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Election results could yield new state policies; TX doubles cancer R&D

November 07, 2019

Corrected version.*

Democrats made some gains in Virginia’s Legislature, and in Kentucky, the governor’s seat looks to be turning over to a Democrat, but the current Republican is requesting a recanvass in the close race. If those results hold, Democratic challenger and current Attorney General Andy Beshear will take the seat from incumbent Gov. Matt Bevin, ending the state’s Republican trifecta (where one party holds the governorship and both chambers of the legislature). Mississippi’s gubernatorial seat remained in Republican control, while the gubernatorial election in Louisiana takes place on Nov. 16, and the incumbent Democratic governor there is seeking another term. Following Tuesday’s elections, the divided government in Virginia turned into a Democratic trifecta in Virginia, as Republicans lost their hold in both the House and Senate. Those outcomes and results from several state legislative elections, along with the results of several innovation-related initiatives, are highlighted below.

Gubernatorial outcomes

In Kentucky, Gov. Matt Bevin refused to concede the seat on Wednesday following a close election with his opponent, Andy Beshear. The current governor has requested an election recanvass, which is different from a recount, in the close race that left his opponent ahead by 5,300 votes. Under Kentucky law, a candidate may request a recanvass of the vote totals by the Tuesday following the election. In the recanvass, which can also happen if a county clerk or a county board of elections notices a discrepancy, each county clerk reviews the vote totals by counting absentee votes and checking printouts. There is no automatic provision for a recount in Kentucky. Meanwhile, Beshear has already announced his transition chair and addressed topics he says he will include in the state budget in January, including education and infrastructure.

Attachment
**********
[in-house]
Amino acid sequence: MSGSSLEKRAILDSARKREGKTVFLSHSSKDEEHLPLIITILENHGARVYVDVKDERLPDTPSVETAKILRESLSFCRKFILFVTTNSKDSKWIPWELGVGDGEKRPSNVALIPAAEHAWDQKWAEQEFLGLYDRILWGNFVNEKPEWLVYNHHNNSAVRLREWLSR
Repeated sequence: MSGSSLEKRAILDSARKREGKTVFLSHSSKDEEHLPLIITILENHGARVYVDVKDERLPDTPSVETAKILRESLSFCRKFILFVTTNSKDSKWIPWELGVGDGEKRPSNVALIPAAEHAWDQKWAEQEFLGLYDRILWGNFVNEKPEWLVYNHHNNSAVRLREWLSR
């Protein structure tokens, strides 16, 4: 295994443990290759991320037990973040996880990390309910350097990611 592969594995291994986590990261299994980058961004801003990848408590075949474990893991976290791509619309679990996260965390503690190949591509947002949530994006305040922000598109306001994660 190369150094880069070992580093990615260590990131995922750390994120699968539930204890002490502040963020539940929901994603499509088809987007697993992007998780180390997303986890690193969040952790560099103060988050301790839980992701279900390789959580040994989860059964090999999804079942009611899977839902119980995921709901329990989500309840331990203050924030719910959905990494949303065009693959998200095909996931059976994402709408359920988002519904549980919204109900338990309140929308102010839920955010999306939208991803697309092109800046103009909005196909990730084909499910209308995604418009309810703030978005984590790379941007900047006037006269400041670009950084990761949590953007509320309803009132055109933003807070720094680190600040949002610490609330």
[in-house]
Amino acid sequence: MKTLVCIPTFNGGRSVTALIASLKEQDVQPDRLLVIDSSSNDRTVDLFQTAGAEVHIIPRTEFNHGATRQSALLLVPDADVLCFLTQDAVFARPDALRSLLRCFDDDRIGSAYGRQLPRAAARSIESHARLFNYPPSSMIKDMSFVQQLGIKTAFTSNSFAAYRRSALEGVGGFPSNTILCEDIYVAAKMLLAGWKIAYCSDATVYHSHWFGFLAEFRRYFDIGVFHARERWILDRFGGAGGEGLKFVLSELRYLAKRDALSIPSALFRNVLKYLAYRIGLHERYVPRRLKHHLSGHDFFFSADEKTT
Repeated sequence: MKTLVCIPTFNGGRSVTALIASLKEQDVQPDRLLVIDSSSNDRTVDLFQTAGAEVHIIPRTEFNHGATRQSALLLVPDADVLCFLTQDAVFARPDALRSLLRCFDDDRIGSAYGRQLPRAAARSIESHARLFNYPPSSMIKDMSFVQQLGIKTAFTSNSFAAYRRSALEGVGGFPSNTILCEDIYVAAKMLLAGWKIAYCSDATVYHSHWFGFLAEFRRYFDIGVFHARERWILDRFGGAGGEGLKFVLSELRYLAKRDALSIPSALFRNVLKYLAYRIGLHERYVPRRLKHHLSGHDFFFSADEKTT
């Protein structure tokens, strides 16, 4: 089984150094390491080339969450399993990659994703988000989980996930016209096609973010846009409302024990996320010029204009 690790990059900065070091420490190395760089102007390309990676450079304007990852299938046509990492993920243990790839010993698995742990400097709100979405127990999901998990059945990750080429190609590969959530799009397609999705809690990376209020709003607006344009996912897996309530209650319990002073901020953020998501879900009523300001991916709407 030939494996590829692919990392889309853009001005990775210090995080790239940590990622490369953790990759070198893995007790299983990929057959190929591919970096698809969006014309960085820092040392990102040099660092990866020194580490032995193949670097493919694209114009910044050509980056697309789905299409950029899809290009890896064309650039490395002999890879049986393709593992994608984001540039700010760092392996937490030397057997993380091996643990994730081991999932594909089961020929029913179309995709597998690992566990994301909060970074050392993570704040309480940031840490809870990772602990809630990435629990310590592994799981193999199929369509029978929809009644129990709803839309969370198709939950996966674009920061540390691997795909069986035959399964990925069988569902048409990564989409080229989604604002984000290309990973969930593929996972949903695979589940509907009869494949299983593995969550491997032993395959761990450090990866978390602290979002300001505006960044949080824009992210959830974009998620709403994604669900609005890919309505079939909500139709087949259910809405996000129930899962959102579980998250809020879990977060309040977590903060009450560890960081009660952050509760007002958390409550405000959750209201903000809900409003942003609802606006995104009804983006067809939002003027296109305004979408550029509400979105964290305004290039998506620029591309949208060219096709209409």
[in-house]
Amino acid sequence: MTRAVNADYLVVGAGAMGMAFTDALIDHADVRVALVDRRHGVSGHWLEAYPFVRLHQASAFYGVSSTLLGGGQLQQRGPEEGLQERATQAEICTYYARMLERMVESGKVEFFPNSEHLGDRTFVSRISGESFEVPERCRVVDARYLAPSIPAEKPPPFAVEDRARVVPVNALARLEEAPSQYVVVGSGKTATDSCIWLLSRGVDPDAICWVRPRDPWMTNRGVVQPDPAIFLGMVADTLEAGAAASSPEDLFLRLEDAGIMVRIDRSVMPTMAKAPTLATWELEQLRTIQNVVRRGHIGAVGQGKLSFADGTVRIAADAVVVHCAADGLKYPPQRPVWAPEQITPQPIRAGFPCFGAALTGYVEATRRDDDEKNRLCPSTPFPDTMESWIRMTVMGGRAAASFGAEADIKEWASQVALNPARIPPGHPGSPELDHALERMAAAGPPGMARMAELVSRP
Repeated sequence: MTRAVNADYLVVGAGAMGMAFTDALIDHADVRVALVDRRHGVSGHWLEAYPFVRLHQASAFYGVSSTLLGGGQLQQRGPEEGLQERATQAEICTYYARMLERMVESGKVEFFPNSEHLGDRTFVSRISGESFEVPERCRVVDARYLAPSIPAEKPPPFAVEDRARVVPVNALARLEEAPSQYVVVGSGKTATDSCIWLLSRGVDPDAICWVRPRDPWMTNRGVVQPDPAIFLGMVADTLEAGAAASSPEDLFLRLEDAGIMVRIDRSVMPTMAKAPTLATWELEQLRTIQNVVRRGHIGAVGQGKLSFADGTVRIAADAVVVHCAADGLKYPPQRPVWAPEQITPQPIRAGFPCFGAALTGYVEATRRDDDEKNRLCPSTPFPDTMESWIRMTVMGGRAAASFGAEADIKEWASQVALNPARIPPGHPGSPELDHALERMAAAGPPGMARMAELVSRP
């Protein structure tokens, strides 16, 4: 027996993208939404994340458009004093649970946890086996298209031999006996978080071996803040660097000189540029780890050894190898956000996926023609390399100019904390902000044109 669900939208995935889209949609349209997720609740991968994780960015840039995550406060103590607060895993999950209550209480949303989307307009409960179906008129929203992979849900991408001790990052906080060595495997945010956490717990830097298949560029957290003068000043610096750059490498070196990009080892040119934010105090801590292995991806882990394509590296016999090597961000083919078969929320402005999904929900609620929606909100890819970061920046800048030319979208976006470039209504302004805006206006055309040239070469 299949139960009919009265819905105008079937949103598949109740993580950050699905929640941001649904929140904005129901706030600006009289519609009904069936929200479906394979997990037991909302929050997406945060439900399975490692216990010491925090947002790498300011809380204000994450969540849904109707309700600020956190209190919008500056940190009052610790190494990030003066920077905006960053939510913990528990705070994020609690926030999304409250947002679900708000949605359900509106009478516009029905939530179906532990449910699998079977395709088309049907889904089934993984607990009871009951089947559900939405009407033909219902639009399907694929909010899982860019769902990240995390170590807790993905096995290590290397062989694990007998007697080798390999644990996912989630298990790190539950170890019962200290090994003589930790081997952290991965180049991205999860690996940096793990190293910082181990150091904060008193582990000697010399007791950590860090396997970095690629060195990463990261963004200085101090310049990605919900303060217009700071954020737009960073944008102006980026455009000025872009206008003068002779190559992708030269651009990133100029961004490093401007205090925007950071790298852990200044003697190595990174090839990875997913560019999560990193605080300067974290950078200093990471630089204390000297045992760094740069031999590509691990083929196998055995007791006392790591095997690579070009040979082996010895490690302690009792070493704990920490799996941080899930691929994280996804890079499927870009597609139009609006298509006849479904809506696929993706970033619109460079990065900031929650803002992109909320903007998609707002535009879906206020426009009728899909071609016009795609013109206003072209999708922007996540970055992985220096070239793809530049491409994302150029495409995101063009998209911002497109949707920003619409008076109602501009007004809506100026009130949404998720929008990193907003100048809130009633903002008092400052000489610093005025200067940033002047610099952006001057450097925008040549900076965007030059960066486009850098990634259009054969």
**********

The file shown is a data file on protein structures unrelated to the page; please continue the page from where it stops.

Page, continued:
Mississippi Lt. Gov. Tate Reeves (R) defeated state Attorney General Jim Hood (D) with 52.2 percent of the vote to Hood’s 46.5 percent, leaving the governor’s seat in Republican control, and maintaining that party’s trifecta. 

The Louisiana general election is Nov. 16 where incumbent Gov. John Bel Edwards (D) is trying to hold onto his seat. Louisiana’s all-party system allows a candidate to win the election if they receive more than 50 percent of the vote in the primary. No candidate did, and so they advance to the general election.

Legislative outcomes

There were the seven state legislative chambers holding elections this year. Twenty five seats were up for grabs in Louisiana’s House of Representatives. If a candidate received more than 50 percent of the vote in the October primary, they won the seat. If not, the two candidate receiving the most votes will face off on Nov. 16, so results for that state are still pending. The Mississippi Republican trifecta held across both chambers and the governorship, and in Virginia, Democrats gained a trifecta as they flipped seats in both the House and Senate to win control of both (Gov. Ralph Northam is also a Democrat). New Jersey’s Democratic trifecta was still undetermined on Wednesday after elections for all 80 seats in the state’s General Assembly, but the Democratic trifecta did not look threatened as Republicans would need to flip 14 out of 80 seats to gain control of the Assembly. While they did flip some seats, the results are still being tabulated in close contests as of publication.

Ballot initiatives

Colorado’s Proposition CC, a measure to decide whether the state could retain revenue above the state spending cap to provide funding for transportation and education purposes, failed (55.1 percent voting against the measure), meaning the state will have to continue issuing refunds under the Taxpayer’s Bill of Rights (TABOR). Proposition DD to legalize sports betting with tax revenue for water projects won by a slim margin with 50.5 percent voting yes to the 49.5 against it.

In Texas, Proposition 6, the Cancer Prevention and Research Institute of Texas (CPRIT) bonds amendment won handily with 64 percent of the vote, which allows the Legislature to double the amount of bonds from $3 million to $6 million.

Washington’s Referendum 88 was too close to call on Wednesday, with 76 percent of precincts reporting and 51.8 percent of those voters rejecting the measure, which would reject the Legislature’s action to restore affirmative action. A majority of voters there (64.9 percent) also said they would repeal the business activities tax to fund higher education programs, although it was a nonbinding question and the tax was approved in House Bill 2158.

* An earlier version of the story did not indicate that it was Kentucky's governorship that flipped parties.

Kentucky, Louisiana, Mississippi, Texas, Virginia, Washingtonelections